Howard Fineman is one of our best-known and most trusted political journalists. Mixing vivid scenes and figures from the campaign trail with forays into four hundred years of American history, Fineman shows that every debate, from our nation’s founding to the present day, is rooted in one of thirteen arguments that–thankfully–defy resolution. It is the very process of never-ending argument, Fineman explains, that defines us, inspires us, and keeps us free. At a time when most public disagreement seems shrill and meaningless, Fineman makes a cogent case for nurturing the real American dialogue.
Shouting is not arguing, Fineman notes, but often hot-button topics, media “cross-fires,” and blogs reflect the deepest currents in American life. In an enlightening book that cuts through the din and makes sense of the headlines, Fineman captures the essential issues that have always compelled healthy and heated debate–and must continue to do so in order for us to prosper in the twenty-first century. The Thirteen American Arguments run the gamut, from issues of individual identity to our country’s role in the world, including:
• Who is a Person? The Declaration of Independence says “everyone,” but it took a Civil War and the Civil Rights and other movements to make that a reality. Presently, what about human embryos and “unlawful enemy combatants?”
• Who is an American? Only a nation of immigrants could argue so much about who should become one. There is currently added urgency when terrorists are at large in the world and twelve million “undocumented” aliens are in the country.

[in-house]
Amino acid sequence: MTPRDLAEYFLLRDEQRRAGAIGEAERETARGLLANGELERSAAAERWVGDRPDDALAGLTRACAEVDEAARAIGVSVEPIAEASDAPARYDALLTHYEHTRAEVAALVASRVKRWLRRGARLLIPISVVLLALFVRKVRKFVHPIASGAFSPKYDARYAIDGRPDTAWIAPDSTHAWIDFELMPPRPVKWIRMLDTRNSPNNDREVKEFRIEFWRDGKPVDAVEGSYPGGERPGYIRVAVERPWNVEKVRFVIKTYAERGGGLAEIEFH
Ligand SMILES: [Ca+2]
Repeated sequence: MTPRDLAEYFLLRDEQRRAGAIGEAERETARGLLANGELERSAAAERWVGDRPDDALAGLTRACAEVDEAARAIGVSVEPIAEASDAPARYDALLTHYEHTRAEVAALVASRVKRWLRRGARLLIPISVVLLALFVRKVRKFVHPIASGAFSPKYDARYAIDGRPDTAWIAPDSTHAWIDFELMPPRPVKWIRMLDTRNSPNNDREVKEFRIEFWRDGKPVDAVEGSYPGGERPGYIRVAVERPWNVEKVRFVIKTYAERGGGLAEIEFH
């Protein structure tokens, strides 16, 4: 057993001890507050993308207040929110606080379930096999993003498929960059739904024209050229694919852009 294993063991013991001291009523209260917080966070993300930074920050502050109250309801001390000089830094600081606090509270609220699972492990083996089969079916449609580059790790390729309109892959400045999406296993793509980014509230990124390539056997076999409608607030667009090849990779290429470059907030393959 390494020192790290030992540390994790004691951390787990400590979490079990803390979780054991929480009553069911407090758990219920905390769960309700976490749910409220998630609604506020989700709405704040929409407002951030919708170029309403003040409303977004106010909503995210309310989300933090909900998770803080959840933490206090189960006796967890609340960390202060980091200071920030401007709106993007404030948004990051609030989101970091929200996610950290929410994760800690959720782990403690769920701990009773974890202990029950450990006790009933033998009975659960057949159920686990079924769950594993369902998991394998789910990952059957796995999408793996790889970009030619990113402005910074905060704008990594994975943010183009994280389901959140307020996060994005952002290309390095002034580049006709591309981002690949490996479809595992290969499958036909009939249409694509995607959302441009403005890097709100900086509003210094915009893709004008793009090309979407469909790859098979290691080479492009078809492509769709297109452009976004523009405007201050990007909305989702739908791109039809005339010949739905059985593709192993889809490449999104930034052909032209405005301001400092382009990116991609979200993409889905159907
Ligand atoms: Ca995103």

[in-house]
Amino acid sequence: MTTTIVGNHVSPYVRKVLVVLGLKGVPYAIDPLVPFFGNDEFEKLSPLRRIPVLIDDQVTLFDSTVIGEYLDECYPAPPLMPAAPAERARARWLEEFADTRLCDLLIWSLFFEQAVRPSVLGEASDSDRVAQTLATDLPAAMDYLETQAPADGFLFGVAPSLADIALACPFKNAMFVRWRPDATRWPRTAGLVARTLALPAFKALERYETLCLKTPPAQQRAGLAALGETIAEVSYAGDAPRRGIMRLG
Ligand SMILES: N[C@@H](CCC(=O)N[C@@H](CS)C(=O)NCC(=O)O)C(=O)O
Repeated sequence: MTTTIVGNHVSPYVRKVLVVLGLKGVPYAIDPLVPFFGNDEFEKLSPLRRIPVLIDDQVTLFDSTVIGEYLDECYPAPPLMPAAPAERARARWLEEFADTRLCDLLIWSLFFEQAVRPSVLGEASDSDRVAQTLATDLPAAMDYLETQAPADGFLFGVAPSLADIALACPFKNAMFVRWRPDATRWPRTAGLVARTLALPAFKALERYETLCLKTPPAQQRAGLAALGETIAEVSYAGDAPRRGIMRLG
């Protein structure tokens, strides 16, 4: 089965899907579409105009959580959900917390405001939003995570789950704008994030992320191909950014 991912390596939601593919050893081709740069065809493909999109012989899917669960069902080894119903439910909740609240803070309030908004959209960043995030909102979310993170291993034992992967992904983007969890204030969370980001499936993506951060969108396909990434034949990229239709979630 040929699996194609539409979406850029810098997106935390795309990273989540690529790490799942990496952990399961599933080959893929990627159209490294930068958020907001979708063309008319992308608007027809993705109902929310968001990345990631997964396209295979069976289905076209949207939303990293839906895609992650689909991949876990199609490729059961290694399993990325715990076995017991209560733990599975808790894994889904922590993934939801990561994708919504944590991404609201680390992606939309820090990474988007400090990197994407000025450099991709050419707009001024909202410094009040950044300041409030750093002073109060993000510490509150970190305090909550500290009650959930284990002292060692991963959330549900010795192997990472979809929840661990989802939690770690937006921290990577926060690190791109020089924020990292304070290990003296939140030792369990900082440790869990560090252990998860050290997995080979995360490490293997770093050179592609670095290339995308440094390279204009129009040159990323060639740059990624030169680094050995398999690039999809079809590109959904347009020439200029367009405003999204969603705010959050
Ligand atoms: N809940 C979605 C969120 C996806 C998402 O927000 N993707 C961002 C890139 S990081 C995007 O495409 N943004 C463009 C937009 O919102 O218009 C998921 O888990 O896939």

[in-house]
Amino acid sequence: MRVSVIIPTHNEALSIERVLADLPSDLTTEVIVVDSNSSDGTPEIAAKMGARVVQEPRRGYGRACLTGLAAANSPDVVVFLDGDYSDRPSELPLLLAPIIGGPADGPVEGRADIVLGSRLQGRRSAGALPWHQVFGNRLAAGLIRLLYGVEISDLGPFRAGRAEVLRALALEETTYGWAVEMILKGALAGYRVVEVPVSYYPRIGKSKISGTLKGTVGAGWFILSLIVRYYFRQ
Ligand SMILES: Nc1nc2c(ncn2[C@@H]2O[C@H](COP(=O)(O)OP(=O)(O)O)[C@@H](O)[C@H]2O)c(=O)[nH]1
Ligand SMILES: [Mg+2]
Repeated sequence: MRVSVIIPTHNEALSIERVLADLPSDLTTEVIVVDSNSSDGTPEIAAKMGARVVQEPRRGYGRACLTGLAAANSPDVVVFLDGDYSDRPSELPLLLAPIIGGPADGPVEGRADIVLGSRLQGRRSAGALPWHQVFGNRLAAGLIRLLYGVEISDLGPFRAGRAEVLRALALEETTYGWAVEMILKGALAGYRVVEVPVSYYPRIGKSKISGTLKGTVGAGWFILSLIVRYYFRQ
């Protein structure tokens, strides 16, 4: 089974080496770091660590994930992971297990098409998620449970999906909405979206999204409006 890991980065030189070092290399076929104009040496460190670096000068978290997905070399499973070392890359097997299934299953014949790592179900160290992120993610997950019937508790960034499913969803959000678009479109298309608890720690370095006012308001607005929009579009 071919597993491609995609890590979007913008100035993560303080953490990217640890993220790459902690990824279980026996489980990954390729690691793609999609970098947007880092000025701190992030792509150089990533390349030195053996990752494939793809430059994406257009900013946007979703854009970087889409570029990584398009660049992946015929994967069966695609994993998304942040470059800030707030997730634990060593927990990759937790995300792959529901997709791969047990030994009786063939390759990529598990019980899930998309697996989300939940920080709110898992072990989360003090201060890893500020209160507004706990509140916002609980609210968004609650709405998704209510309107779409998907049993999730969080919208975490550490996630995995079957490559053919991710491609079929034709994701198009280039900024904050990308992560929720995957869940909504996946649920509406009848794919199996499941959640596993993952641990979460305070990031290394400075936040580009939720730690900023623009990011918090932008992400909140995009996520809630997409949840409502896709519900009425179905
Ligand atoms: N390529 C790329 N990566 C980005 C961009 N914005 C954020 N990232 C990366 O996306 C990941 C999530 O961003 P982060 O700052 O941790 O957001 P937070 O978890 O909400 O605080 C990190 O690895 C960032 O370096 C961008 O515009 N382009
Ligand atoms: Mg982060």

• The Role of Faith. No country is more legally secular yet more avowedly prayerful. From Thomas Jefferson to Terri Schiavo, we can never quite decide where God fits in government.
• Presidential Power. In a democracy, leadership is all the more difficult — and, paradoxically, all the more essential. From George Washington to George W. Bush, we have always asked: How much power should a president have?
• America in the World. Uniquely, we perpetually ask ourselves whether we have a moral obligation to change the world—or, alternatively, whether we must try to change it to survive in it.
Whether it’s the environment, international trade, interpreting law, Congress vs. the president, or reformers vs. elites, these are the issues that galvanized the Founding Fathers and should still inspire our leaders, thinkers, and citizens. If we cease to argue about these things, we cease to be. “Argument is strength, not weakness,” says Fineman. “As long as we argue, there is hope, and as long as there is hope, we will argue.”
We are the Arguing Country, declares the author of this quirky book, the senior Washington correspondent and columnist for Newsweek. And he thinks that we should argue more, not less, about fundamental matters. The matters Fineman covers are indeed fundamental ones. Some such as who judges the law and what the right balance is between local and national authority are constitutional. Others the role of faith, debt and the dollar, the environment are social, political, even philosophical. But why does Fineman choose these particular 13 subjects? What of others, like the nature of an open society, the limits of freedom, and class and caste that he barely touches? One also wonders why America's argumentativeness is unique don't people elsewhere, like the British or Italians, debate many of these issues? Fineman zips through his topics by focusing principally on current debates in the news, which is not a bad way to hold readers' attention, but it also means the book about enduring debates will date quickly. All in all, this is a frustrating and unsatisfying book.
Customer ReviewsSee All
An excellent overview.